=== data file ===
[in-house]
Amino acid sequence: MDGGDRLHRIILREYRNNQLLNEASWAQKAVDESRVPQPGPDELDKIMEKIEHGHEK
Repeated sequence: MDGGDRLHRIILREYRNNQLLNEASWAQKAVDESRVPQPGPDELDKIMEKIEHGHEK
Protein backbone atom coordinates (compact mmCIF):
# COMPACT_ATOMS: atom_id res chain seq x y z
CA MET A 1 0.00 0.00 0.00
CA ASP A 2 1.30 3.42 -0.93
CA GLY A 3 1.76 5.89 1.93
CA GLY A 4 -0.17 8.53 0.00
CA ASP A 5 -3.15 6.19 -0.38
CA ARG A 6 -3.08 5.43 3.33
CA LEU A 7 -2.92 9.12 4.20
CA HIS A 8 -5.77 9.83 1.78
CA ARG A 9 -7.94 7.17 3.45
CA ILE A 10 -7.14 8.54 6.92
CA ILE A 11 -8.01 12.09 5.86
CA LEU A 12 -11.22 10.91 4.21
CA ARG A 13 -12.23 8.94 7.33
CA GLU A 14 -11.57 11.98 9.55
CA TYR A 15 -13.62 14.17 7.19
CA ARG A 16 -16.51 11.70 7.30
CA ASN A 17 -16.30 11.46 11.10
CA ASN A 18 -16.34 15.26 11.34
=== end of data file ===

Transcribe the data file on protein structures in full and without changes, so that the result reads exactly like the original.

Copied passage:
[in-house]
Amino acid sequence: MDGGDRLHRIILREYRNNQLLNEASWAQKAVDESRVPQPGPDELDKIMEKIEHGHEK
Repeated sequence: MDGGDRLHRIILREYRNNQLLNEASWAQKAVDESRVPQPGPDELDKIMEKIEHGHEK
Protein backbone atom coordinates (compact mmCIF):
# COMPACT_ATOMS: atom_id res chain seq x y z
CA MET A 1 0.00 0.00 0.00
CA ASP A 2 1.30 3.42 -0.93
CA GLY A 3 1.76 5.89 1.93
CA GLY A 4 -0.17 8.53 0.00
CA ASP A 5 -3.15 6.19 -0.38
CA ARG A 6 -3.08 5.43 3.33
CA LEU A 7 -2.92 9.12 4.20
CA HIS A 8 -5.77 9.83 1.78
CA ARG A 9 -7.94 7.17 3.45
CA ILE A 10 -7.14 8.54 6.92
CA ILE A 11 -8.01 12.09 5.86
CA LEU A 12 -11.22 10.91 4.21
CA ARG A 13 -12.23 8.94 7.33
CA GLU A 14 -11.57 11.98 9.55
CA TYR A 15 -13.62 14.17 7.19
CA ARG A 16 -16.51 11.70 7.30
CA ASN A 17 -16.30 11.46 11.10
CA ASN A 18 -16.34 15.26 11.34